JUST IN: Democrat Wins Special Election, Breaking GOP Supermajority In Massive Upset

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Good news for Democrats coming out of an unlikely source. The state of Georgia had a state Senate election, and the results are quite a hit to the Republican party.

The Cobb County Courier reported that Democrat Jen Jordan became the newest member of the Georgia State Senate, winning a seat that had long been occupied by Republican Hunter Hill. Hill vacated his seat in August to initiate a bid for Georgia’s gubernatorial election.

Jordan is the attorney who brought suit against the Secretary of State in 2015 after she discovered a data breach by the Secretary of State’s office. Apparently, the Secretary of State unlawfully distributed the personal information of every voter in the state, affecting over 6 million Georgians and their privacy. Jordan has made a career out of defending voter rights and prides herself on being a product of Georgia’s public education system. Her campaign message centered on promising to raise the minimum wage in Georgia to $10.10 per hour and to allow local municipalities the power to set wage standards. Jordan reported $234,650 in total contributions from more than 100 individual contributions, many from her strong Fulton county base and other Georgia lawyers.

Jordan’s win ends the reign of a GOP supermajority of two-thirds, which has many Republicans wondering what could have gone wrong.

Jordan’s opponent, fellow Democrat and pediatric dentist Jaha Howard, came under fire during the election for homophobic and misogynistic statements he posted on his Facebook page from roughly 2011 to 2014. The Georgia Voice reported that Howard posted that he believed that “women should only teach other women.” Howard also posted that there is “a homosexual agenda in public education,” and that he wonders if the Girl Scouts “are being used to push a [sic] pro-abortion and pro-homosexuality positions.”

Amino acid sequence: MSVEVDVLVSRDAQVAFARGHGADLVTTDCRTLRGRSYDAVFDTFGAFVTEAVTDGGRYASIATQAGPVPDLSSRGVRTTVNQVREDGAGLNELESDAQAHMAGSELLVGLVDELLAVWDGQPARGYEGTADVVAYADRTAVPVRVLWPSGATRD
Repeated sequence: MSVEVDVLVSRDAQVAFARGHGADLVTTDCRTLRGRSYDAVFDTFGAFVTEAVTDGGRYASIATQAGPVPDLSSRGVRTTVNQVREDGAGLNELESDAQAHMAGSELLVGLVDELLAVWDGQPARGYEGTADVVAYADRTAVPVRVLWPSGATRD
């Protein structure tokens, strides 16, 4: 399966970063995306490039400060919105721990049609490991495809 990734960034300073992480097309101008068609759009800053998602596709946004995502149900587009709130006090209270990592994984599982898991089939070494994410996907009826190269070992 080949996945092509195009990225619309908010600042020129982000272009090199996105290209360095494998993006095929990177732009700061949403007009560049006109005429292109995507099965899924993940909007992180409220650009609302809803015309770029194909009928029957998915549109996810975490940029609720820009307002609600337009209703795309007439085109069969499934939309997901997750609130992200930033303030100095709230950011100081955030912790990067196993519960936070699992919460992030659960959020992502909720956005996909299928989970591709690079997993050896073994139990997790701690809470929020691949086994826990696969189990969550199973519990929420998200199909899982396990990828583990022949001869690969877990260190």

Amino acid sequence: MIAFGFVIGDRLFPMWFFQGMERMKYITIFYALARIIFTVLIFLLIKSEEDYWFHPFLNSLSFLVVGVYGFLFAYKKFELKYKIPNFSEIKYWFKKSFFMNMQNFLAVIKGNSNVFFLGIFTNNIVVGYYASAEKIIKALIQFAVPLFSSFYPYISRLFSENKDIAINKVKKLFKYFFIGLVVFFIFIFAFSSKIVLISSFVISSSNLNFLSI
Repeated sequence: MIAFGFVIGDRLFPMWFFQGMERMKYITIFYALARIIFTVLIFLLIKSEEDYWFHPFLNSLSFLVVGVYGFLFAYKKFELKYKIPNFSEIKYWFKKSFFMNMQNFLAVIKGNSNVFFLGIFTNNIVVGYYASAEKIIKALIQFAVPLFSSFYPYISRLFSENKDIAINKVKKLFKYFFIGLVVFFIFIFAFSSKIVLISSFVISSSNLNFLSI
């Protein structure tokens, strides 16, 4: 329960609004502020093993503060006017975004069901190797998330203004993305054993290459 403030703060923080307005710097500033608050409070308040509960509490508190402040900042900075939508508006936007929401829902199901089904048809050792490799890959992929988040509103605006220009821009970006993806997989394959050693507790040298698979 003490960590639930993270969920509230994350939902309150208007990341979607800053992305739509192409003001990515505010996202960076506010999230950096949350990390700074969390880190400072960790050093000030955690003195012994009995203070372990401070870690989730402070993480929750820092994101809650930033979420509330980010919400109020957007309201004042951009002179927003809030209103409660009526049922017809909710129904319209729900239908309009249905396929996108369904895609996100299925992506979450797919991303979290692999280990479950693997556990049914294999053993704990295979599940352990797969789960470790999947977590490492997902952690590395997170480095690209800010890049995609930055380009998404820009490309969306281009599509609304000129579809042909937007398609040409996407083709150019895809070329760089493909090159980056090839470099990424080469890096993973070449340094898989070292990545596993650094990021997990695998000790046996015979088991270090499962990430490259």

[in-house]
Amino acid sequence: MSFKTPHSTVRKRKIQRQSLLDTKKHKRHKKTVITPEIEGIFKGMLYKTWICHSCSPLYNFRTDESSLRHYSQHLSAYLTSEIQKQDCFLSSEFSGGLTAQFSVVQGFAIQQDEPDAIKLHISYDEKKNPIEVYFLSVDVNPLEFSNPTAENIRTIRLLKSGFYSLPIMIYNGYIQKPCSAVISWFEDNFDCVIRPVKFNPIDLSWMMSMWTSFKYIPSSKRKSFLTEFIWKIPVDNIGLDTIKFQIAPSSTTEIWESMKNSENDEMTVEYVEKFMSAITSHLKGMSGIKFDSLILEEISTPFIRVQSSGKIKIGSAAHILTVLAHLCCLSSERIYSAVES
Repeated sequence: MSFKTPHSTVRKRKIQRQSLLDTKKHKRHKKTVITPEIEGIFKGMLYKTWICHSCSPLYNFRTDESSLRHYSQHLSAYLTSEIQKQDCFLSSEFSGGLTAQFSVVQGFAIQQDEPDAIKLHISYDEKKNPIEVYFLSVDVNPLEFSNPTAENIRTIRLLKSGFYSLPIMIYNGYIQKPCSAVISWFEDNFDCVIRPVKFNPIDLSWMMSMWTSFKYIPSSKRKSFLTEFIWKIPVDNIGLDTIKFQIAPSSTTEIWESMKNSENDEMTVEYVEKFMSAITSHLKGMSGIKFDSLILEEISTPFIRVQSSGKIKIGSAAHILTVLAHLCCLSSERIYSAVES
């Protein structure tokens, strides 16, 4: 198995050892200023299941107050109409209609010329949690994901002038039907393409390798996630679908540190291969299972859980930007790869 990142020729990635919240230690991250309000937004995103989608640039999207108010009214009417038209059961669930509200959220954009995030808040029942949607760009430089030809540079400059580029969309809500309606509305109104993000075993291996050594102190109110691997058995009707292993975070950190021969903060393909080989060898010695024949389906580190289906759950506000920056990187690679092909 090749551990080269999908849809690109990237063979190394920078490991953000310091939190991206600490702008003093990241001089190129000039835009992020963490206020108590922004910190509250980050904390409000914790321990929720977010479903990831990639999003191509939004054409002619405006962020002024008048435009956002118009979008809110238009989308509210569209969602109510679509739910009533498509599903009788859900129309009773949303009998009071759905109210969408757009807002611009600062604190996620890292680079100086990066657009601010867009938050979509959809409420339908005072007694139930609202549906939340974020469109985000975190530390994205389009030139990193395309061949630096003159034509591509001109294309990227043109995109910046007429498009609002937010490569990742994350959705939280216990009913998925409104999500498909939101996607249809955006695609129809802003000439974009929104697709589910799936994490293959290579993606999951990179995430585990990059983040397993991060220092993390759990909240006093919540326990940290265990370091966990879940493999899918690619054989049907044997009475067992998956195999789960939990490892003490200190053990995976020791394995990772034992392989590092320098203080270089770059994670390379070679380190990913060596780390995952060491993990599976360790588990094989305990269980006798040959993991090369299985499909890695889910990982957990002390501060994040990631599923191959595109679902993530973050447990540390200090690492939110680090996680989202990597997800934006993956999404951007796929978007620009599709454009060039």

These comments, among others, range from offensive to absurd and had serious consequences for Howard’s campaign. Discovery of Howard’s posts led to the resignation of his campaign manager and caused a queer state representative to rescind their endorsement. Howard apologized for his comments but then seemed to double down on his remarks by continuing to insist that being gay is a sin. Howard stated:

“I hate that homosexuality is THE sin that always gets singled out, but it’s the buzz topic of this generation. Good thing that it opens the door to honest discussions on what the bible actually teaches and its reliability to a trustworthy historical and inspired document.”

One of Howard’s most incriminating statements, however, was when he appeared to reason that everyone is “flawed,” but “it would be dangerous of [him] to redefine any of [his] sin problems as acceptable, let alone celebrate them.” Howard’s comment came in blatant disregard to the LGBTQ community and undoubtedly contributed to his failure to win the election.

While the initial election demonstrated a close race between Jordan and Howard, with Howard at 22.5 percent of the vote (5,398) and Jordan at 24.4 percent (5,860), Cobb County Courier reported a greater win in the special election, with Jordan having 10,681 votes (64 percent) against Howard’s 6,017 votes (36 percent).

Featured image by Prince Williams from Getty Images.

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